Open Access Research Article

Review of Visceral Surgery Activities in A Field Hospital in Juba: Epidemiological, Diagnostic and Therapeutic Aspects

Abdessamad El Kaoukabi*, Mohamed Belhamidi, Hicham Krimou, Nabil Jbili, Samir Hasbi, Mohamed Menfaa, Fouad Sakit and Abdelkrim Choho

Visceral surgery, Sidi Mohamed Ben Abdellah University, Morocco

Corresponding Author

Received Date: July 15, 2019;  Published Date: July 25, 2019


To perform an epidemiological review of the visceral surgery operative activity of the Juba Field Hospital (JFH). A total of 202 surgical procedures were retained. They represented 38.92% of operative activities. The emergencies were 12 (13.33%). The first condition was hernias 114 (60%) followed by proctologic conditions 45 (23.68%). The average age of patients was 38, 75 years with extremes of 12 and 86 years. There were 150 males (78, 94%) and 40 females (21.05%). The sex ratio is 3.75. The evolution was favorable in 95% of the cases, the postoperative complications were 9.9% dominated by the suppurations of the operating site.

Conclusion:The visceral surgery activities are important in Juba with domination of the hernia pathology that must be treated early to prevent complications.

Keywords:Visceral surgery; Hernia; Field hospital; Juba


As part of the South-South cooperation, King Mohammed VI gave his high instructions for the deployment of a multi-specialty field hospital in Juba with a capacity of 30 beds expandable to 60, with a staff of 20 specialist doctors and 18 nurses. Visceral surgery was provided by a single general surgeon. We wanted to take stock of more than 3 months of visceral surgery activity. Thus, the purpose of this study was to describe the epidemiological aspects, diagnosis of visceral affections and report the results of the management.

Materials and Methods

This was a descriptive retrospective study over a period of more than 3 months from January 15 to April 25, 2017. Included were all patients operated on for a visceral pathology in the operating theater of the Juba Field Hospital. The operating theater of the JFH is equipped with 2 rooms for surgical procedures, including one reserved for minor surgery such as circumcisions, incisions and drainages of abscess, uterine curettage for incomplete abortions, lipomas and cyst resections under local anesthesia. The patients had been operated on by a general surgeon. The sources of the data were the registers of operative protocols and hospitalizations. The variables studied were sociodemographic, diagnostic and therapeutic outcomes.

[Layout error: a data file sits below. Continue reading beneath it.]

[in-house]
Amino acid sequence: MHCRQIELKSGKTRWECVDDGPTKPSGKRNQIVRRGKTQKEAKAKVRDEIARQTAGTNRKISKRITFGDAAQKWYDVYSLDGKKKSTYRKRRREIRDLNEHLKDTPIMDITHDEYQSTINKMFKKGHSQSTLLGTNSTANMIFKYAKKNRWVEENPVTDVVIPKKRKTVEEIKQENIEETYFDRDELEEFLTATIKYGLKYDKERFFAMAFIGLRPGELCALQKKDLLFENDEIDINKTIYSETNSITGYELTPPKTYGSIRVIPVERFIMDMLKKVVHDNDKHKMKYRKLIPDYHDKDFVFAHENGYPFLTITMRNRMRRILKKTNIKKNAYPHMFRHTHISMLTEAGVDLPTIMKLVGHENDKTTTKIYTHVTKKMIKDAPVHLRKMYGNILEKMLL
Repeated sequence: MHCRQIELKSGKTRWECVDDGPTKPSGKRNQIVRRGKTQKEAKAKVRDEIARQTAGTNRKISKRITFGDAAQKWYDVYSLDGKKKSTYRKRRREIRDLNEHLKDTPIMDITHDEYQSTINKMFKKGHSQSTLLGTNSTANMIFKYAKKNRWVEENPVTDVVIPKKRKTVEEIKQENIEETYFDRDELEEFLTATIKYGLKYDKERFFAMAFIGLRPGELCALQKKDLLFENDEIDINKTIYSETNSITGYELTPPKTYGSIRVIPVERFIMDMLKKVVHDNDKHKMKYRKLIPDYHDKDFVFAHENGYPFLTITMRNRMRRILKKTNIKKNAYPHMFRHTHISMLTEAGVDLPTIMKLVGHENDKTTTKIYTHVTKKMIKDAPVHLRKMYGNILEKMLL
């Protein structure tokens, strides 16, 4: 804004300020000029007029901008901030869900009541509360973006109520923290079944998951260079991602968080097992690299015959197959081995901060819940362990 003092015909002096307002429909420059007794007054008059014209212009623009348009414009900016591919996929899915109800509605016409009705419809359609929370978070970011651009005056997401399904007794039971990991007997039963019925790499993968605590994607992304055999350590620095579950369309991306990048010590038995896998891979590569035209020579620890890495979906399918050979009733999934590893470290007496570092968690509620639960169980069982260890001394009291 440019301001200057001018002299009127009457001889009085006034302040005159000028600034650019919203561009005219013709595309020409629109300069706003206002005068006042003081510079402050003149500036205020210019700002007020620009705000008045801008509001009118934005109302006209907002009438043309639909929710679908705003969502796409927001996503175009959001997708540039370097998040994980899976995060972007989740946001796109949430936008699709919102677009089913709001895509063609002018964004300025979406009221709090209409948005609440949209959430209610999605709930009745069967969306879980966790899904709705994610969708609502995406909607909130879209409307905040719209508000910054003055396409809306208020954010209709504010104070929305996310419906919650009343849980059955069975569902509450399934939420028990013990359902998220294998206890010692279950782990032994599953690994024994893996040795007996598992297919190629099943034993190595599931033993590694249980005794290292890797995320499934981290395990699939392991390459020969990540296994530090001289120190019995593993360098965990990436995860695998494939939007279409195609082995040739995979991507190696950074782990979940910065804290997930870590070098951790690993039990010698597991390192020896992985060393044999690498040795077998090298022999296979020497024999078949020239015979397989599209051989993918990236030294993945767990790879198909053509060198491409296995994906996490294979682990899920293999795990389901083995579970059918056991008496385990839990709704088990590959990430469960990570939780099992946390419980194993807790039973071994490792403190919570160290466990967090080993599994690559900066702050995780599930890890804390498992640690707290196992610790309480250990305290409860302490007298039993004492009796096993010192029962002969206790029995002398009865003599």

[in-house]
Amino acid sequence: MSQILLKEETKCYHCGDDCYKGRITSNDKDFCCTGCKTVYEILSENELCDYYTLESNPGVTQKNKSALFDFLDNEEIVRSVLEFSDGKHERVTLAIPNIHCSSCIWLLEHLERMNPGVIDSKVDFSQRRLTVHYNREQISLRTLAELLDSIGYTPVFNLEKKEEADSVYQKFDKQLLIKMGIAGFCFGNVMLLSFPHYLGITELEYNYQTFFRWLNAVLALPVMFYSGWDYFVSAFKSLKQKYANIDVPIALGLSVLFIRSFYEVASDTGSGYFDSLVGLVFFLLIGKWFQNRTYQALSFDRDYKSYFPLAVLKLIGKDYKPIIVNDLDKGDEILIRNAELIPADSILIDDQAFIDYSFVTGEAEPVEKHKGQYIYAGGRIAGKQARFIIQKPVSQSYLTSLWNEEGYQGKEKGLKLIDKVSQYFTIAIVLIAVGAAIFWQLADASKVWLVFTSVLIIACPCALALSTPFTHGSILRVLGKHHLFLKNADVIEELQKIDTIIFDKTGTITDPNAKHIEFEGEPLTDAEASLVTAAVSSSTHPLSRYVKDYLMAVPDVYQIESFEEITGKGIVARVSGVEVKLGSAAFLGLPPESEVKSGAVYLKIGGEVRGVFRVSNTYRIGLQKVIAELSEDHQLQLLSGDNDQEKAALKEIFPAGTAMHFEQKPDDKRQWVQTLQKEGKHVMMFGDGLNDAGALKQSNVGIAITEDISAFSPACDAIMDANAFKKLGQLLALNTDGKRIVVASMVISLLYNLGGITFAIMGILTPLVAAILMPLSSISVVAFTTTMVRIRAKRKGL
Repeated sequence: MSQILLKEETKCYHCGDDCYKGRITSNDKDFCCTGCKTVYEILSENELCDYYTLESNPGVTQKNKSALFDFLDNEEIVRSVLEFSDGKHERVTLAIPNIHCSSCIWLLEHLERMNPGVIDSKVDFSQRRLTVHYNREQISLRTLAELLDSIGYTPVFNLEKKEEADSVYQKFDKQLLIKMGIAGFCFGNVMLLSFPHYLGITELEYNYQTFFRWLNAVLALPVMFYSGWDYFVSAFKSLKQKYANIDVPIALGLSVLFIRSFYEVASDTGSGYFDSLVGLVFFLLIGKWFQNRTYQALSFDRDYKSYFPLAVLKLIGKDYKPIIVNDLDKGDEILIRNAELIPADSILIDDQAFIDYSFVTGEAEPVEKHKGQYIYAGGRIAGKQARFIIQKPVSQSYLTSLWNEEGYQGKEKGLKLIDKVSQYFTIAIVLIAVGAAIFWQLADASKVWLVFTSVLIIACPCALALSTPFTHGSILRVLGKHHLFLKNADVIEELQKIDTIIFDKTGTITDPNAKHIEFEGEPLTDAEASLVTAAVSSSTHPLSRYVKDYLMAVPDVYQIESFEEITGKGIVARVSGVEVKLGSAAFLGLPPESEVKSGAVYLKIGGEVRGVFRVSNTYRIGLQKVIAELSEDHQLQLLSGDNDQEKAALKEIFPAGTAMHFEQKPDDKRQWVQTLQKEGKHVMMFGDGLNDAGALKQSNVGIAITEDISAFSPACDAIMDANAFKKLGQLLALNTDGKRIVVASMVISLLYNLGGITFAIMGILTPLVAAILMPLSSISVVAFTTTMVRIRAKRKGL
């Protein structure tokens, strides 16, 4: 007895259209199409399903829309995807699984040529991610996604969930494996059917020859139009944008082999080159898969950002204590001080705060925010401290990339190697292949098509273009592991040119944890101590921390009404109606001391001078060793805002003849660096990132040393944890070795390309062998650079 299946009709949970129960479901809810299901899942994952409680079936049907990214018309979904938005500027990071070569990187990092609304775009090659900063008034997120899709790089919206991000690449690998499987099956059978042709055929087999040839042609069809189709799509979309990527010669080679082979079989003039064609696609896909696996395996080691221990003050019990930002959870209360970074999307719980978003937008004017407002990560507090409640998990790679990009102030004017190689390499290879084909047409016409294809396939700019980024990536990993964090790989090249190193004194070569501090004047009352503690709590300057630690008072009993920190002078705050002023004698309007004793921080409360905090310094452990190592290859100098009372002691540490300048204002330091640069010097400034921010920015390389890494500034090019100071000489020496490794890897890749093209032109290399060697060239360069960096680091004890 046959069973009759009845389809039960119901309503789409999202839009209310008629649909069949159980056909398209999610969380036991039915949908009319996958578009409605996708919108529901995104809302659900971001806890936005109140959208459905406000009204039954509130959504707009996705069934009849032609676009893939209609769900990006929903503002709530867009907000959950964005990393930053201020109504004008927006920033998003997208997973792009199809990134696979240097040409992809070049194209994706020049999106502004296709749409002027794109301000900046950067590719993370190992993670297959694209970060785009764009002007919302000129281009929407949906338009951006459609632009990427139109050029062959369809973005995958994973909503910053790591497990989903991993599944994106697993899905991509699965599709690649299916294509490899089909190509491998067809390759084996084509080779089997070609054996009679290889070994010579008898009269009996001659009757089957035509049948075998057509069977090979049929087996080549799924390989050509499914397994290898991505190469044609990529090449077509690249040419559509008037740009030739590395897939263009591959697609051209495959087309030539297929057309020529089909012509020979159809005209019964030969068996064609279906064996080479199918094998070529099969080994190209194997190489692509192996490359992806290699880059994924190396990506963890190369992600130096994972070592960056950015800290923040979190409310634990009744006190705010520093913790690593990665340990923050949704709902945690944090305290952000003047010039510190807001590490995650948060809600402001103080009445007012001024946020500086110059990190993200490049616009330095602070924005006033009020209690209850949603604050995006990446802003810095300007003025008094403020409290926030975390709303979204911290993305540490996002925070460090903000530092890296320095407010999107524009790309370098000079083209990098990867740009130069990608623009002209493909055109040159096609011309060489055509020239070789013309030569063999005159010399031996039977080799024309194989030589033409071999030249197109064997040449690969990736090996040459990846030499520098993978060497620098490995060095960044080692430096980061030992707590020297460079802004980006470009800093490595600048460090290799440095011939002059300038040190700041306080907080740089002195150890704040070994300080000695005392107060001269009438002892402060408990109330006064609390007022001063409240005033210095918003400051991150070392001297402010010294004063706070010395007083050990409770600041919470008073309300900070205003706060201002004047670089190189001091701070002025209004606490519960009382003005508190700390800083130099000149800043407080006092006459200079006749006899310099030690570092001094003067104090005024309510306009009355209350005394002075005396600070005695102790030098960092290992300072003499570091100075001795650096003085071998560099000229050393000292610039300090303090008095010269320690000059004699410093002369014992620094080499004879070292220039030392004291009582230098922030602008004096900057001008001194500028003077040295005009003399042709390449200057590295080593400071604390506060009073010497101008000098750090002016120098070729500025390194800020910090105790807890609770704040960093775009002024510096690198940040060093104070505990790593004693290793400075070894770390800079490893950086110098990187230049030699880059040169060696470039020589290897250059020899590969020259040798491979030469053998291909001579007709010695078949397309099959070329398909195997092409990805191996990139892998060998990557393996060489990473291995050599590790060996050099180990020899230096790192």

During the study period, 519 patients were operated in the operating theater of the JFH including 202 (38.92%) for a visceral pathology. The average age of patients was 38.75 years with extremes of 12 and 86 years. There were 156 males (77.22%) and 46 females (22, 77%). The sex ratio is 3.39. Scheduled surgery and emergencies concerned 190 (94.05%) and 12 (5.94%) patients, respectively.

The first two pathologies in order of frequency were hernias and proctologic pathologies (Table1). Surgical emergencies involved 12 patients (5.94%) including 6 appendicitis (2.97%) and 6 cholecystitis (2.97%). The inguinal hernias (Figure 1) accounted for 80.70% (n = 92) of the hernias and 45.54% of the operated diseases. The femoral hernias (Figure 2) were 2 (0.99%). The epigastric (Figure 3) and incisional hernias were 19 (9.40%) and 1 (0.49%), respectively and there were 12 (5.94%) uncomplicated vesicular lithiasis. Only one patient was treated for hydatid liver disease (0.49%).

Table 1: Distribution of Pathologies Operated in the Operating Room.



Therapeutic results

We recorded 20 cases of complications, a morbidity of 9.90%. Surgical site infections were 14 or 6.93% of all surgical procedures and 70% of complications. Other complications were: scrotal hematoma 03 cases (1.48%), parietal hematoma 02 cases (0.99%). A single stercoral fistula was recorded (0.45%).


Visceral surgery accounted for 38.92% of the operations of the JFH operating theater and involved more young males. Emergencies accounted for 11.88% of visceral surgery activities. The young age of the population has been found in several studies concerning visceral surgery [1-7]. Groin hernia is a surgical pathology whose frequency makes it one of the first acts of general surgery [8]. Even if its prevalence and incidence are not known, hernia occupies first place visceral pathologies In Africa [9]. This high rate of hernia surgery can be explained by the strong presence of farmers in this rural area. Sani R. and al in Niger also found a predominance of hernia surgery in a study conducted in several area hospitals [7]. Inguinal hernias accounted for 45.54% of pathologies. This rate was well above the 15.3% found in Dakar [10]. Acute appendicitis seems rare with 2.97% of visceral surgery activities. Patients are seen at an early stage which explains the absence of complications contrary to what has been observed by other authors in Africa [1,3,7] where patients are seen at the stage of complication which explains the high percentage of appendicular peritonitis (15,26%). In western countries, acute appendicitis accounts for 7 to 14% of UCA [11]. A study conducted in the same hospital in 2016 found a rate of 10% [12]. The rate of surgical site infections was 6.93%. This rate varies from 2.5% to 30.90% in Africa according to countries and years [13] for all surgical procedures. It was 7.3% in Parakou in northern Benin in 2011 [14]. The mortality rate was 00% compared to 6.25% found in Niger [7].


The visceral surgery at the JFH (Juba field hospital) are dominated by hernia surgery and proctologic surgery. The absence of traumatic abdominal surgery was mainly due to the site of the hospital in central Juba far from unstable areas.



Conflict of Interest

No conflict of interest.


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